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3 exterior paint ideas to brighten your home in 2016

GRP Up and Over Door

In the last couple of years, we’ve seen a shift in colour trends when it comes to windows, external doors, and garage doors. Where the fashion was once to use understated shades for the for the exterior of homes, people are branching out and trying a wide variety of different colours, with both bright and dark styles taking front and centre stage.

The new-found popularity of these colours can be explained for a number of reasons. Firstly, now that the economy is no longer in recession and house prices are stable, homeowners are beginning to spend more on their home improvements and are increasingly considering eye-catching hues to boost their kerb appeal.

Secondly, window and door manufacturing technology has progressed to a point where brighter and more unusual colours are easier to apply and more affordable than in the past. These lighter shades are now of a quality which will not fade as easily in strong sunlight, which has been an issue previously.

What’s interesting about the rise in popularity of these colours, is that they’re chosen for a wide variety of property styles, demonstrating that, no matter whether you live in a quaint cottage, a Victorian terrace or a modern contemporary home, there’s a popular shade out there to suit. Let’s take a closer look at some of the colours and styles that have become popular over the last few years — hopefully they will prove to be a great inspiration for your own home improvements.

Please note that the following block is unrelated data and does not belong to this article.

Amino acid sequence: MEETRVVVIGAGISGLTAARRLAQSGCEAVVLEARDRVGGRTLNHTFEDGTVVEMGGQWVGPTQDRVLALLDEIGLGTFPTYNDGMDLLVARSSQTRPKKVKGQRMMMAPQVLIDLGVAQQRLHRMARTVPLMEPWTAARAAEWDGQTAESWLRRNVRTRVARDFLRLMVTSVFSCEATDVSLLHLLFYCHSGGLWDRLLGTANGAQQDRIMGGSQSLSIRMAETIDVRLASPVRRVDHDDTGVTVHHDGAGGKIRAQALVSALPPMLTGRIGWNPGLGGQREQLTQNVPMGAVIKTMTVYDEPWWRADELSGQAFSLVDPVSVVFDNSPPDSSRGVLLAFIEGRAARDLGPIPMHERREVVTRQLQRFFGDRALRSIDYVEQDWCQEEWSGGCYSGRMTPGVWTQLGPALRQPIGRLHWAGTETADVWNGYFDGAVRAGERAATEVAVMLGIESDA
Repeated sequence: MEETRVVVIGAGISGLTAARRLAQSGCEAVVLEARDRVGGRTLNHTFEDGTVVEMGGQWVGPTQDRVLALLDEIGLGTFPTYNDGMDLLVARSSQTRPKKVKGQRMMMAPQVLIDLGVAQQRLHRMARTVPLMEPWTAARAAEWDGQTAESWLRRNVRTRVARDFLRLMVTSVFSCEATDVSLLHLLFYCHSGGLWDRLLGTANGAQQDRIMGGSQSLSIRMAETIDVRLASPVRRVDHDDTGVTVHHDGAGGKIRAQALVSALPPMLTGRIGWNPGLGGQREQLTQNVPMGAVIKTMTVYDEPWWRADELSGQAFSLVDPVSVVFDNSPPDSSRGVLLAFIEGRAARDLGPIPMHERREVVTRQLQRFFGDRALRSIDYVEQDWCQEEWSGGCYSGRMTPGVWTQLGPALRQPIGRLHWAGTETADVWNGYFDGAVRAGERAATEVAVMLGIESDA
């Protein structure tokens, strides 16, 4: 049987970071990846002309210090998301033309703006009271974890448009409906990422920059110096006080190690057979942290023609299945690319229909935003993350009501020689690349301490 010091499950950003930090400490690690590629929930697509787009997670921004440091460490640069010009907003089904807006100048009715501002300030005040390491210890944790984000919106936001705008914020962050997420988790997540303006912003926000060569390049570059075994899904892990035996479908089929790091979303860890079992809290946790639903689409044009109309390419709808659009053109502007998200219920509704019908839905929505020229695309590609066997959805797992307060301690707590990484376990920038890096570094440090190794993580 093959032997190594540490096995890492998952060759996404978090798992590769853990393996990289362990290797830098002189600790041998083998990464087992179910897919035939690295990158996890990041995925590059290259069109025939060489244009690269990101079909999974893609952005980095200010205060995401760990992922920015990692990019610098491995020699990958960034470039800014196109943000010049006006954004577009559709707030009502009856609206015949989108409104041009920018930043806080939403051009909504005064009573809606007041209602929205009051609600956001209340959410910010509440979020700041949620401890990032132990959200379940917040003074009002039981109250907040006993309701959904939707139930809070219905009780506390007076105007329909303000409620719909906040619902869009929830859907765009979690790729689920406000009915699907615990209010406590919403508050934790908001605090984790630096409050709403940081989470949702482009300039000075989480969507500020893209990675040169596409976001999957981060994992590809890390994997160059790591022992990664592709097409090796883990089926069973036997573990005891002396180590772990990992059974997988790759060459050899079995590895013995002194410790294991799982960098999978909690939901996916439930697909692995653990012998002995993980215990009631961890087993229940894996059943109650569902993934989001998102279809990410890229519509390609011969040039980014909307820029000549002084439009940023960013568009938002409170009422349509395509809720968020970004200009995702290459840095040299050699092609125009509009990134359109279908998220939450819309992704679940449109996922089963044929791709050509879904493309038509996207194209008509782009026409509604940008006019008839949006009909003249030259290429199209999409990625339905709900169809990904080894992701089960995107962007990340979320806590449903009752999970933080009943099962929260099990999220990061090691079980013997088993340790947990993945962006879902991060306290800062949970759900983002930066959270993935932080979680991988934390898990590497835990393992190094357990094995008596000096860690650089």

Chartwell Green

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Chartwell Green has been rising in popularity with homeowners for a number of years now, but it’s only recently that it’s become widely available and affordable right across the UK. Initially, it was a popular colour in the southern parts of the country, but now the trend is moving northwards and it’s clear that this is a colour which is set to become a regular sight in many neighbourhoods.

The colour has roots in the south — its name comes from the Kent family home of Winston Churchill himself. A muted, pastel green was chosen by Churchill for his garden furniture, and since then it’s been known as Chartwell Green, becoming popular with residences in the area, and now beyond.

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Chartwell House – Winston Churchill’s family home

The colour itself, a pale sage green, has huge scope — it suits cottages and contemporary homes alike, and it can look very modern, fashionable, and traditional at the same time. It really is one of the most versatile colours out there with which to decorate the exterior of your home.

Chartwell Green is known as a ‘heritage colour’ as it suits older buildings particularly well. It goes well with timber, brick, sandstone, and even granite. In the warmer months it stands out as a summery, light colour, yet it’s sufficiently muted, with enough grey present, so that it does not look out of place in the winter months either.